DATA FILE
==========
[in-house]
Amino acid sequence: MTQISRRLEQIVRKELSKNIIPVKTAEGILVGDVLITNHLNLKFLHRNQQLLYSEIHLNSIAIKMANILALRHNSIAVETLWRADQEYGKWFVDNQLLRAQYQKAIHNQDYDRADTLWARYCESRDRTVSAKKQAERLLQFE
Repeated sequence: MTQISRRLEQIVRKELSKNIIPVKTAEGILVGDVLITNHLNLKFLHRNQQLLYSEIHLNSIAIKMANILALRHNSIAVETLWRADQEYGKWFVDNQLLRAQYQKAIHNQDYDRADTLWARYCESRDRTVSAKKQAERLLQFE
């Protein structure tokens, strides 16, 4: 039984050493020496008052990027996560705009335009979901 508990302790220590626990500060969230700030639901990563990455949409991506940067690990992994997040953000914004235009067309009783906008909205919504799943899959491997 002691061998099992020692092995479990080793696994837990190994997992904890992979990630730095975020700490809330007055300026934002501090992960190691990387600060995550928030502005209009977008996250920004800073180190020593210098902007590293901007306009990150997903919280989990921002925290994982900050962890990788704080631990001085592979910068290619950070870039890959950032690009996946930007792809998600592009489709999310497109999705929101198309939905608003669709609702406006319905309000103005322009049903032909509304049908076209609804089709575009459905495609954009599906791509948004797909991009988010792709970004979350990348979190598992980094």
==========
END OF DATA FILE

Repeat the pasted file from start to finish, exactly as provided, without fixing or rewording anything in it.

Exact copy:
[in-house]
Amino acid sequence: MTQISRRLEQIVRKELSKNIIPVKTAEGILVGDVLITNHLNLKFLHRNQQLLYSEIHLNSIAIKMANILALRHNSIAVETLWRADQEYGKWFVDNQLLRAQYQKAIHNQDYDRADTLWARYCESRDRTVSAKKQAERLLQFE
Repeated sequence: MTQISRRLEQIVRKELSKNIIPVKTAEGILVGDVLITNHLNLKFLHRNQQLLYSEIHLNSIAIKMANILALRHNSIAVETLWRADQEYGKWFVDNQLLRAQYQKAIHNQDYDRADTLWARYCESRDRTVSAKKQAERLLQFE
């Protein structure tokens, strides 16, 4: 039984050493020496008052990027996560705009335009979901 508990302790220590626990500060969230700030639901990563990455949409991506940067690990992994997040953000914004235009067309009783906008909205919504799943899959491997 002691061998099992020692092995479990080793696994837990190994997992904890992979990630730095975020700490809330007055300026934002501090992960190691990387600060995550928030502005209009977008996250920004800073180190020593210098902007590293901007306009990150997903919280989990921002925290994982900050962890990788704080631990001085592979910068290619950070870039890959950032690009996946930007792809998600592009489709999310497109999705929101198309939905608003669709609702406006319905309000103005322009049903032909509304049908076209609804089709575009459905495609954009599906791509948004797909991009988010792709970004979350990348979190598992980094």